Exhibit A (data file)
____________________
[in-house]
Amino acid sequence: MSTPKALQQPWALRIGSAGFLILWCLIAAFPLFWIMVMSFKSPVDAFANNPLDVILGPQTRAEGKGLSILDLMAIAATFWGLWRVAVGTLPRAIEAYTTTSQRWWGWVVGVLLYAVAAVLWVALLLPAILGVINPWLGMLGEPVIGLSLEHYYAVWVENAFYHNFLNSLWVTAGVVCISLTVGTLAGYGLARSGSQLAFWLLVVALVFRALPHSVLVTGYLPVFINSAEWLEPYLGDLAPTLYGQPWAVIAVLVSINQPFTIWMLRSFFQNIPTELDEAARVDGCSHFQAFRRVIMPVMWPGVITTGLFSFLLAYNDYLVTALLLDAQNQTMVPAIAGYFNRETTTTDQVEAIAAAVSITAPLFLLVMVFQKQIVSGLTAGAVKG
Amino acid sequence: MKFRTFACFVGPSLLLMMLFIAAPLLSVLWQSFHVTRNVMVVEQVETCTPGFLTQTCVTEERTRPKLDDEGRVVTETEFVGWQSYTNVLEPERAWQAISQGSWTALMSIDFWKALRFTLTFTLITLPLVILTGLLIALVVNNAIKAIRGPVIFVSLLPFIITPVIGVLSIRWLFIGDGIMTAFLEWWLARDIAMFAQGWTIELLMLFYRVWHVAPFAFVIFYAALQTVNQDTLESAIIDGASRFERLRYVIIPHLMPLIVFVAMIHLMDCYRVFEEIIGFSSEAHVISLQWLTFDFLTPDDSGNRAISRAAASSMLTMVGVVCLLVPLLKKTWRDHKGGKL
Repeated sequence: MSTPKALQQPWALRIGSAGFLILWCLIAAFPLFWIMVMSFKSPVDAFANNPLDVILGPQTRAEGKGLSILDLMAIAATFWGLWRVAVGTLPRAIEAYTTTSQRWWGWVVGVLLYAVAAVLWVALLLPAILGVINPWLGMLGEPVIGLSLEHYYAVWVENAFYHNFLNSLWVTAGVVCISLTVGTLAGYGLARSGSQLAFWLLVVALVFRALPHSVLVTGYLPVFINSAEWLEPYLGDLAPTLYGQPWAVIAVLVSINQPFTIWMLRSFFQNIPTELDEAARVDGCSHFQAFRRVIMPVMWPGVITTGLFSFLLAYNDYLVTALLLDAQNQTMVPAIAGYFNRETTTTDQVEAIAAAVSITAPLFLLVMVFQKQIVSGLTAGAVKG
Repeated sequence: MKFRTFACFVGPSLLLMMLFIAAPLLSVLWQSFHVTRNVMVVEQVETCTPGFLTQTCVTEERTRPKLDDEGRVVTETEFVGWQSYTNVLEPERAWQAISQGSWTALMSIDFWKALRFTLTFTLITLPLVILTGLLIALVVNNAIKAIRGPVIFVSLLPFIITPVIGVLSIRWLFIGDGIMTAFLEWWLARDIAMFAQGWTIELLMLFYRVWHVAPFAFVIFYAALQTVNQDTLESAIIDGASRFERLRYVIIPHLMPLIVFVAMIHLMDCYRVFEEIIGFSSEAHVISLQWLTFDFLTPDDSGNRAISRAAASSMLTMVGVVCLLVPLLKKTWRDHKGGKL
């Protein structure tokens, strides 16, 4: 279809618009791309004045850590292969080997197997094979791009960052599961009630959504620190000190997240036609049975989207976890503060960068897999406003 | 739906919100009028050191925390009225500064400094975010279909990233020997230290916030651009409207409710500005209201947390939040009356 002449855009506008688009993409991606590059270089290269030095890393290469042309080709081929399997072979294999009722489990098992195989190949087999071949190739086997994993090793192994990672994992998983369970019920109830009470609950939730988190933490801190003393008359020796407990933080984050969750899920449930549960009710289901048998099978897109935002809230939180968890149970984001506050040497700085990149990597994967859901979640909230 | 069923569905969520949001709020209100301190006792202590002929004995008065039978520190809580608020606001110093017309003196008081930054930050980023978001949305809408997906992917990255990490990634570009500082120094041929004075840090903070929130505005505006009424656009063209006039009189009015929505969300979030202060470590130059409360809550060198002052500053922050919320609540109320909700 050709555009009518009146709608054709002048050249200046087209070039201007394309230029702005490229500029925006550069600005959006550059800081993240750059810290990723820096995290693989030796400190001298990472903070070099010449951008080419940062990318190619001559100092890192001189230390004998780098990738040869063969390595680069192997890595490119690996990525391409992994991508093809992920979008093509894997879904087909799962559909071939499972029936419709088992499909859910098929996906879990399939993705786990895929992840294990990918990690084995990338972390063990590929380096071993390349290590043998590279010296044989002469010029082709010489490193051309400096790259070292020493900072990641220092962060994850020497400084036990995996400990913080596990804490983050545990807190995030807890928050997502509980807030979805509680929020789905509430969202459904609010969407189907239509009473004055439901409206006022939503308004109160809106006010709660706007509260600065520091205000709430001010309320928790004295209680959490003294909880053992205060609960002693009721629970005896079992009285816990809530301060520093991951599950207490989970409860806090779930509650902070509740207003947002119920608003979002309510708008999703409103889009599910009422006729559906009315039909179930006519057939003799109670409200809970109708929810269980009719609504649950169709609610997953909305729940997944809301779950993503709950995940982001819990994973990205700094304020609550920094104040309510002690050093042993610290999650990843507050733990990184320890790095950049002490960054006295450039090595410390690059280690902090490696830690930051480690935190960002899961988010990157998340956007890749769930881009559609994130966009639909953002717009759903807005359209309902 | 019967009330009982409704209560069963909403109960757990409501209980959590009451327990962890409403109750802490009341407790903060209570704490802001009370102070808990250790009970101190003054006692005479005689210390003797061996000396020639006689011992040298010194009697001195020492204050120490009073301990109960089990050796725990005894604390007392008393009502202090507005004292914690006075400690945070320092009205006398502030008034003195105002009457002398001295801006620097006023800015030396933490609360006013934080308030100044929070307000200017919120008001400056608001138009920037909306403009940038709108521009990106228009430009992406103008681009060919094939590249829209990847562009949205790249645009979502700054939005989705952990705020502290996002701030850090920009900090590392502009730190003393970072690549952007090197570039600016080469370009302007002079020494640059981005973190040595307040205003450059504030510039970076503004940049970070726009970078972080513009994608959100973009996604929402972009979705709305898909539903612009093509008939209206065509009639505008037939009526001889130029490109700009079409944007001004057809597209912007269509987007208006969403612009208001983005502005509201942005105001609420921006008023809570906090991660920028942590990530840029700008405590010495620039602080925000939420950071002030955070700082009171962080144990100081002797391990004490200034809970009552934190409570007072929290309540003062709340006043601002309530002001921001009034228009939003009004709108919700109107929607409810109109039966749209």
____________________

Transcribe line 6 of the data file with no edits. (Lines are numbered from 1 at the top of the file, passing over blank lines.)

């Protein structure tokens, strides 16, 4: 279809618009791309004045850590292969080997197997094979791009960052599961009630959504620190000190997240036609049975989207976890503060960068897999406003 | 739906919100009028050191925390009225500064400094975010279909990233020997230290916030651009409207409710500005209201947390939040009356 002449855009506008688009993409991606590059270089290269030095890393290469042309080709081929399997072979294999009722489990098992195989190949087999071949190739086997994993090793192994990672994992998983369970019920109830009470609950939730988190933490801190003393008359020796407990933080984050969750899920449930549960009710289901048998099978897109935002809230939180968890149970984001506050040497700085990149990597994967859901979640909230 | 069923569905969520949001709020209100301190006792202590002929004995008065039978520190809580608020606001110093017309003196008081930054930050980023978001949305809408997906992917990255990490990634570009500082120094041929004075840090903070929130505005505006009424656009063209006039009189009015929505969300979030202060470590130059409360809550060198002052500053922050919320609540109320909700 050709555009009518009146709608054709002048050249200046087209070039201007394309230029702005490229500029925006550069600005959006550059800081993240750059810290990723820096995290693989030796400190001298990472903070070099010449951008080419940062990318190619001559100092890192001189230390004998780098990738040869063969390595680069192997890595490119690996990525391409992994991508093809992920979008093509894997879904087909799962559909071939499972029936419709088992499909859910098929996906879990399939993705786990895929992840294990990918990690084995990338972390063990590929380096071993390349290590043998590279010296044989002469010029082709010489490193051309400096790259070292020493900072990641220092962060994850020497400084036990995996400990913080596990804490983050545990807190995030807890928050997502509980807030979805509680929020789905509430969202459904609010969407189907239509009473004055439901409206006022939503308004109160809106006010709660706007509260600065520091205000709430001010309320928790004295209680959490003294909880053992205060609960002693009721629970005896079992009285816990809530301060520093991951599950207490989970409860806090779930509650902070509740207003947002119920608003979002309510708008999703409103889009599910009422006729559906009315039909179930006519057939003799109670409200809970109708929810269980009719609504649950169709609610997953909305729940997944809301779950993503709950995940982001819990994973990205700094304020609550920094104040309510002690050093042993610290999650990843507050733990990184320890790095950049002490960054006295450039090595410390690059280690902090490696830690930051480690935190960002899961988010990157998340956007890749769930881009559609994130966009639909953002717009759903807005359209309902 | 019967009330009982409704209560069963909403109960757990409501209980959590009451327990962890409403109750802490009341407790903060209570704490802001009370102070808990250790009970101190003054006692005479005689210390003797061996000396020639006689011992040298010194009697001195020492204050120490009073301990109960089990050796725990005894604390007392008393009502202090507005004292914690006075400690945070320092009205006398502030008034003195105002009457002398001295801006620097006023800015030396933490609360006013934080308030100044929070307000200017919120008001400056608001138009920037909306403009940038709108521009990106228009430009992406103008681009060919094939590249829209990847562009949205790249645009979502700054939005989705952990705020502290996002701030850090920009900090590392502009730190003393970072690549952007090197570039600016080469370009302007002079020494640059981005973190040595307040205003450059504030510039970076503004940049970070726009970078972080513009994608959100973009996604929402972009979705709305898909539903612009093509008939209206065509009639505008037939009526001889130029490109700009079409944007001004057809597209912007269509987007208006969403612009208001983005502005509201942005105001609420921006008023809570906090991660920028942590990530840029700008405590010495620039602080925000939420950071002030955070700082009171962080144990100081002797391990004490200034809970009552934190409570007072929290309540003062709340006043601002309530002001921001009034228009939003009004709108919700109107929607409810109109039966749209």